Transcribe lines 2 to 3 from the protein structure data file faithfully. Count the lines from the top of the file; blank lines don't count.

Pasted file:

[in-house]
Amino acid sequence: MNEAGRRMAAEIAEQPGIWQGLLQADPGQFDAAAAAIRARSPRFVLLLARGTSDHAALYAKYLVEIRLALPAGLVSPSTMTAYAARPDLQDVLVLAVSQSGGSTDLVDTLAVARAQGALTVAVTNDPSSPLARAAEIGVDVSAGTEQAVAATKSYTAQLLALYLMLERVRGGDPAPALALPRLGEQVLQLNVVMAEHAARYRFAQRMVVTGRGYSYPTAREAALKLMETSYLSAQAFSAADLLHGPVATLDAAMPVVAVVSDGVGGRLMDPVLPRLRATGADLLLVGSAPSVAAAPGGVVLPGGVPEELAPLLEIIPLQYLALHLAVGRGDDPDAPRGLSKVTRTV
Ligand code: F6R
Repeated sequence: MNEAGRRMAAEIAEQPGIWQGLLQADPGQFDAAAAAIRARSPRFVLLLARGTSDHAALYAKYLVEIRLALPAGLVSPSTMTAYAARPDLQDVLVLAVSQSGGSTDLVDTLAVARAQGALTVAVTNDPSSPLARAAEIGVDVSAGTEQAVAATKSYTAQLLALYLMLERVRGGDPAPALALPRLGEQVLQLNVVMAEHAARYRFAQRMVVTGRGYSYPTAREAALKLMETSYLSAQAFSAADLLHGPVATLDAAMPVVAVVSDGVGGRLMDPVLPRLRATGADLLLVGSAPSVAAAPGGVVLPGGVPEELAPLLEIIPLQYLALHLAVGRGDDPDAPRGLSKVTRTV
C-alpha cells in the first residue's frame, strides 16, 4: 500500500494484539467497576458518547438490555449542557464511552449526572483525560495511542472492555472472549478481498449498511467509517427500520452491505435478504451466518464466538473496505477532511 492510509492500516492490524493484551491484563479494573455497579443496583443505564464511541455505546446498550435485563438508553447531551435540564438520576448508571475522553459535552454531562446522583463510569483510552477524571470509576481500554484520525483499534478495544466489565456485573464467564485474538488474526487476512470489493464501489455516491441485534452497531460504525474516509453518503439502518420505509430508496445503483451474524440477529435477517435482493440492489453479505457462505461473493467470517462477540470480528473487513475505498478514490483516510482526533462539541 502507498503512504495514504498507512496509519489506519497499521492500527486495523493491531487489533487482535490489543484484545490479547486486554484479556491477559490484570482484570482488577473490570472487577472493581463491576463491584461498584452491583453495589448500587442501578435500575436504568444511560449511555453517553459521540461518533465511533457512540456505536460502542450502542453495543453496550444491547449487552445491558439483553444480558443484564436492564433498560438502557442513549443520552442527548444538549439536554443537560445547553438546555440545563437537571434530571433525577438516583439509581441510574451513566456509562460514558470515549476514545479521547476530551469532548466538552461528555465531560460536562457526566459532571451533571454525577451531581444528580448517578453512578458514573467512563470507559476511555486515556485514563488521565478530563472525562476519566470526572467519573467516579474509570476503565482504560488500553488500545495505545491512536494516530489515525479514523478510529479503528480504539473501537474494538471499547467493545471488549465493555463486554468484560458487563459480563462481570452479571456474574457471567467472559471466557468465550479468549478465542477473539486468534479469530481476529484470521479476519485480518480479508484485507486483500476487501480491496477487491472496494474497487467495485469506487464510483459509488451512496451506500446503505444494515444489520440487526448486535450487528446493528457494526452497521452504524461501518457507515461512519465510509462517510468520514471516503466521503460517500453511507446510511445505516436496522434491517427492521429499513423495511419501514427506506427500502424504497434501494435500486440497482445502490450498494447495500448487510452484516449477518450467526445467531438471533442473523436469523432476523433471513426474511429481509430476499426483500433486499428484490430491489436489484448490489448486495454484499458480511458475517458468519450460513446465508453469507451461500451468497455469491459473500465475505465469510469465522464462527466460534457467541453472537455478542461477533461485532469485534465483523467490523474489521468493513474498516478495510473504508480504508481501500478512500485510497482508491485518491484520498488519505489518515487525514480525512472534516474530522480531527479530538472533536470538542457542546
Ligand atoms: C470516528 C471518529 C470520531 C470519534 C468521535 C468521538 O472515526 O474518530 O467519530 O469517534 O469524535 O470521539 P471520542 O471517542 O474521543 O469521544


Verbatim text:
Amino acid sequence: MNEAGRRMAAEIAEQPGIWQGLLQADPGQFDAAAAAIRARSPRFVLLLARGTSDHAALYAKYLVEIRLALPAGLVSPSTMTAYAARPDLQDVLVLAVSQSGGSTDLVDTLAVARAQGALTVAVTNDPSSPLARAAEIGVDVSAGTEQAVAATKSYTAQLLALYLMLERVRGGDPAPALALPRLGEQVLQLNVVMAEHAARYRFAQRMVVTGRGYSYPTAREAALKLMETSYLSAQAFSAADLLHGPVATLDAAMPVVAVVSDGVGGRLMDPVLPRLRATGADLLLVGSAPSVAAAPGGVVLPGGVPEELAPLLEIIPLQYLALHLAVGRGDDPDAPRGLSKVTRTV
Ligand code: F6R